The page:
Refresher on gcc port and the executables

Jeremy Huddleston Sequoia jeremyhu at
Thu Sep 12 08:11:19 PDT 2013

On Sep 11, 2013, at 3:22, Tabitha McNerney <tabithamc at> wrote:

> Ian and all,
> I have been doing some more research and spoke with some people in the industry about certified compilers. Apparently a lot of progress has been made in the recent past and money has been flowing into the arena of certified compilers. What's preventing Apple from having a third party independent audit of their developer tools (which MacPorts depends on, and the rest of the world also depends on for a wide range of apps either for OS X or iOS)? Seriously, how hard would this be and I can't imagine it being a terrible expense to Apple to do this and show the world that its compilers are trojan free. 

Apple's toolchain (clang, llvm, cctools, ld64) is Open Source.  If you want to do an audit, have at it.  Sources are available at ... as for hiring a 3rd party to do an audit, I can't really comment on that as I'm not "in the know" ... maybe Apple doesn't feel the need to hire a 3rd party auditing firm when it already hires bright engineers that can do the same task in house ... maybe Apple has and just doesn't feel the need to publish results ... maybe Apple feels that releasing its entire toolchain as OSS and developing it collaboratively with the community at large is the safest and most secure approach ... maybe nobody bothered to mention the idea to Apple ... maybe 3rd party firms saw too many $ in their eyes and quoted unreasonable prices and were turned down ... maybe ... (see there are plenty of possibilities)

On Sep 7, 2013, at 22:56, Tabitha McNerney <tabithamc at> wrote:

> Therefore, in light of the very recent leaks, such as the NSA sitting on encryption standards committees (NIST, etc.) and intentionally contributing suggestions to help create workarounds for their own benefit, and in light of the NSA working with vendors (per Bruce's excerpt aforementioned and cited), I have to say my boss is looking pretty smart these days and I can not help but wonder if Apple's developer tools, which MacPorts depends on, could have backdoors planted in them for the NSA. After all, Al Gore is on the Apple Board of Directors (and one might wonder, why on Earth would a former U.S. politician who was in favor of the Clipper Chip be useful to a technology company like Apple on its board? The other Apple Board members make more sense since they have science, technology and business expertise).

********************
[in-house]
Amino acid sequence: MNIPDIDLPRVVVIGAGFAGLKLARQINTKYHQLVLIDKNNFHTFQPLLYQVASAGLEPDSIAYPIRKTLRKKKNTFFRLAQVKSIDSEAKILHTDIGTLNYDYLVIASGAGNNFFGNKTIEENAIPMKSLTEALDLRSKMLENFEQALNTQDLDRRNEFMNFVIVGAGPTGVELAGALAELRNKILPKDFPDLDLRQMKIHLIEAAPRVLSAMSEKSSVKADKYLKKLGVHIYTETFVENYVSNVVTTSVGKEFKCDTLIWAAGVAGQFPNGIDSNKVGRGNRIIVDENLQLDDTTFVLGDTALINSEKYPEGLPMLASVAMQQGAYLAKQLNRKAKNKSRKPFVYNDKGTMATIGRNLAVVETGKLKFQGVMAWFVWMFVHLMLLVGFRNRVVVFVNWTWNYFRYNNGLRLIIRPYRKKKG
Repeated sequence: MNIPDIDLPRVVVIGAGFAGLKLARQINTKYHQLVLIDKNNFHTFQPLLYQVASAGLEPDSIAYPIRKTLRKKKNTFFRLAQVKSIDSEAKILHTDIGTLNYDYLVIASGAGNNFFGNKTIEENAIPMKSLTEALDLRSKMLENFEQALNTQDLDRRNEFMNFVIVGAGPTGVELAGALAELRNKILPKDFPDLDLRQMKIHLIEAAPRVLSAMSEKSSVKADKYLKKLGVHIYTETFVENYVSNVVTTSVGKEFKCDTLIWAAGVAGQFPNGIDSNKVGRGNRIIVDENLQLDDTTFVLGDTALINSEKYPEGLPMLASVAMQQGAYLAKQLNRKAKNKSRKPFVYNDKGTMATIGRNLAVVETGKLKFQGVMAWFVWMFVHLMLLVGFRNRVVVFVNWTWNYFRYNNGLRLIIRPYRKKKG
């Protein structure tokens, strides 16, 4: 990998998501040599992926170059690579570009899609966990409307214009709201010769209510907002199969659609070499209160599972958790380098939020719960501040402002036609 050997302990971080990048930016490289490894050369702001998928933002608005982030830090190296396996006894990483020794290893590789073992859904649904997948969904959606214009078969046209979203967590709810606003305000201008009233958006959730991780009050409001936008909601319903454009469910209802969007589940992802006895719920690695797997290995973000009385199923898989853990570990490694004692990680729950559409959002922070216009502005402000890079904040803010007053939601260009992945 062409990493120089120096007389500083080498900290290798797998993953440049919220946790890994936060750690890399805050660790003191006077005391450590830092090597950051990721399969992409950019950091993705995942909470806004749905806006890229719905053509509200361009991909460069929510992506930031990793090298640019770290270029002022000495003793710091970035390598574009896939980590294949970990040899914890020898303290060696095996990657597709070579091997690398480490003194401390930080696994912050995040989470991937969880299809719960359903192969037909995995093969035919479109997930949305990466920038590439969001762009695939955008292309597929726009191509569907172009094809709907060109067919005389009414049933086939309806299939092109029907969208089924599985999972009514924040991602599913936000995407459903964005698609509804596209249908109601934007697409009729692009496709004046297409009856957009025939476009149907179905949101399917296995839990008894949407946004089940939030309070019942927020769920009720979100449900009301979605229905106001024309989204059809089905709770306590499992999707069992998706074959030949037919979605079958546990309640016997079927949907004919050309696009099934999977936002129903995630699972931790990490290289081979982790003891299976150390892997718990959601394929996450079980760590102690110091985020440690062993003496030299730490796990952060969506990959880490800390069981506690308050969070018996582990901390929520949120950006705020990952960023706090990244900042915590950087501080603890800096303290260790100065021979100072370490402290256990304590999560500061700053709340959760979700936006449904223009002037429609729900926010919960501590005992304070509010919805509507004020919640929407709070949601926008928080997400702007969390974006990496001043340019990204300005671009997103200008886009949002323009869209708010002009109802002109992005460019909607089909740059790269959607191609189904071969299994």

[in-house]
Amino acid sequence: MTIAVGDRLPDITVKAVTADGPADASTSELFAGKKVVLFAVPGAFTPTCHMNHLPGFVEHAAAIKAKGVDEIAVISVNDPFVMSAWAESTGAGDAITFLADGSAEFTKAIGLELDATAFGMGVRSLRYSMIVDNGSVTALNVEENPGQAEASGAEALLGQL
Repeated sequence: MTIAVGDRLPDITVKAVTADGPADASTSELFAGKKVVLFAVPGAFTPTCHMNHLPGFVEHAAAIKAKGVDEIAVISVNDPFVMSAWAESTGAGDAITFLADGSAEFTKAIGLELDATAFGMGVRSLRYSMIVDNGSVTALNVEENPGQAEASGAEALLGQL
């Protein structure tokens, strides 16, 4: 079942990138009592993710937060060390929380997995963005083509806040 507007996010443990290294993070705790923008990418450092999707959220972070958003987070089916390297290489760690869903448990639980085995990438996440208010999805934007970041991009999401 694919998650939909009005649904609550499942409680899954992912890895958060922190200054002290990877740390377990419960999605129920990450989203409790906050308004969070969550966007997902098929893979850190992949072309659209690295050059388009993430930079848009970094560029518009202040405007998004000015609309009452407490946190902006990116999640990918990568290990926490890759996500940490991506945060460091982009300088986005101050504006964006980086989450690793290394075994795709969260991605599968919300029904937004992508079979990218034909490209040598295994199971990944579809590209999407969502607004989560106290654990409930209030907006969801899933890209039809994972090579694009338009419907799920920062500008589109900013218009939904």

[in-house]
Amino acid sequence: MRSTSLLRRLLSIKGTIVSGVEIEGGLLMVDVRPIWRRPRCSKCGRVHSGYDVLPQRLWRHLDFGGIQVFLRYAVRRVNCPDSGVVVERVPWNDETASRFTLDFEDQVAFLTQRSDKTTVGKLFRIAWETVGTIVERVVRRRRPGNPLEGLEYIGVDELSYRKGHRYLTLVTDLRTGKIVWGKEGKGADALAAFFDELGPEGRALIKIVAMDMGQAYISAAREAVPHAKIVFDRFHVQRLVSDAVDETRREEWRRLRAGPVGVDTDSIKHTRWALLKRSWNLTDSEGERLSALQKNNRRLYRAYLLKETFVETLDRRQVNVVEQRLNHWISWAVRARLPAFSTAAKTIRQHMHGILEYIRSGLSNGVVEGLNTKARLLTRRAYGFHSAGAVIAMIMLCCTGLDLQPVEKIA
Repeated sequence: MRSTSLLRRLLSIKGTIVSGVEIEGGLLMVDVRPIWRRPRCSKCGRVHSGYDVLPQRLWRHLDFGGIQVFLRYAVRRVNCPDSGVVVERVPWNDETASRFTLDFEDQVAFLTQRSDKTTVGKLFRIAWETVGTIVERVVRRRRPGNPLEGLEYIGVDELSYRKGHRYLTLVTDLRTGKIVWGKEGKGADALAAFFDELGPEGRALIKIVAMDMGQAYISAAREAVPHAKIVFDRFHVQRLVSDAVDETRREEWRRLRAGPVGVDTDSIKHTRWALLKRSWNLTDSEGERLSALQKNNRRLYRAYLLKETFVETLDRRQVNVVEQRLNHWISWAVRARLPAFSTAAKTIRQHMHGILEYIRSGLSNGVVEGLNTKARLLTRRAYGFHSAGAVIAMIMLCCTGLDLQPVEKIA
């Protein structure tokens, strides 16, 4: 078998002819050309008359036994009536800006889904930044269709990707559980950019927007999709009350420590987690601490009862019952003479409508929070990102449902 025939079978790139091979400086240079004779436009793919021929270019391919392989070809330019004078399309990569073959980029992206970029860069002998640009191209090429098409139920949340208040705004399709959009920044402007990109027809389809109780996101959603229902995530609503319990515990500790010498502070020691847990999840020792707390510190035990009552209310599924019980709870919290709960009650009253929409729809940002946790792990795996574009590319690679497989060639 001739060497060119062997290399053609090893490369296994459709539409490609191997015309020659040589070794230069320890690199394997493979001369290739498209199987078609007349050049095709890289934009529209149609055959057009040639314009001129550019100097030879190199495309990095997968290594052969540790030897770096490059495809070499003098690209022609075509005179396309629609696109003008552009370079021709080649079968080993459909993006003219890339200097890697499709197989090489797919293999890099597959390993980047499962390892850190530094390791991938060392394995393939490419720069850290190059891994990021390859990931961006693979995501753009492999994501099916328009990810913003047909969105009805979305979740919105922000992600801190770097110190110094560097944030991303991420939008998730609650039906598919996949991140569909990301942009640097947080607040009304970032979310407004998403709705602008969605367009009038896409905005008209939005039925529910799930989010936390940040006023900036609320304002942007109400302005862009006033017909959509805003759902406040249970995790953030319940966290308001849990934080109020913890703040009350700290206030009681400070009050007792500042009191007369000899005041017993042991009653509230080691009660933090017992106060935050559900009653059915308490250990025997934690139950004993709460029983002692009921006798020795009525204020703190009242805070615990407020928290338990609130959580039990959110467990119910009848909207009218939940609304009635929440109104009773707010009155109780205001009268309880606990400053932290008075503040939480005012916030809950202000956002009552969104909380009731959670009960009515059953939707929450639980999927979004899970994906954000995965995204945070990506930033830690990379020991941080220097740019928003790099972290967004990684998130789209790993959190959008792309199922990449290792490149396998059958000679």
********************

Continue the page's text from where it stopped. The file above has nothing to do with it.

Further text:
Al Gore's been out of politics for well over a decade, has no connection to the NSA, and focuses primarily on environmental impact these days.  As a huge company making products with rare earth metals, using a lot of energy, and wanting to be environmentally conscientious, it makes sense for Apple to have him on the board for that reason.  I'm sure his political past also provides some benefit in advising on how to deal with changing political landscapes, but I hardly doubt that he is planted there to pressure the board to authorize NSA back doors.

> I would suggest the MacPorts community should think about this and evaluate what options we may have should we want to wean ourselves off of the Apple developer tools.

I really don't see that happening.

Of course you would need to let us know how thick your tin foil hat is before we can offer a solution to you.  If you feel ok using Apple's tools to build an OSS compiler which you can use, then it's quite easy (just build/install the compiler, hack base to pick macports-clang-3.3 instead of clang by default).

If you don't want to use Apple's toolchain AT ALL, then you have a chicken/egg problem as others have already mentioned.  You'd need to build your compiler using an "untainted" compiler ... which in your world means something not Apple which means another toolchain on another platform (cross compilation).  FreeBSD seems out of the question for you since they use the same toolchain family as Apple (llvm/clang) for base these days.  So maybe pick OpenBSD.  You'd need to build a cross compilation toolchain (maybe binutils and gcc will work), and then use those to rebuild the toolchain for running on the Mac, deploy them on your Mac.  At that point, hopefully you'd feel comfortable using that gcc to build OSS clang, and then you could hack base to pick your clang.

Of course, you can't escape linking against libSystem, communicating with xnu, daemons, etc ... unless you want to rebuild all of that as well ... 

I guess the real point is that if you don't trust Apple's toolchain, you can't trust the entire OS ...

> That article by Ken Thomson about trojans and C compilers is quite telltale (to be honest I had not understood this before). Could a trojan in Apple's compilers propagate into other tools made and compiled for MacPorts? 

One could edit the linker to inject an initializer in every linked binary that would run when loading.  All you'd need is for someone to run that executable under sudo, and you could have it do whatever I want.  The problem with that is:
  1) Developers would notice (open ports, odd load commands, weird extra symbols, etc)
  2) The linker is OSS

If you don't trust that the OSS version is the same, probe it with the same inputs to see if the outputs differ.

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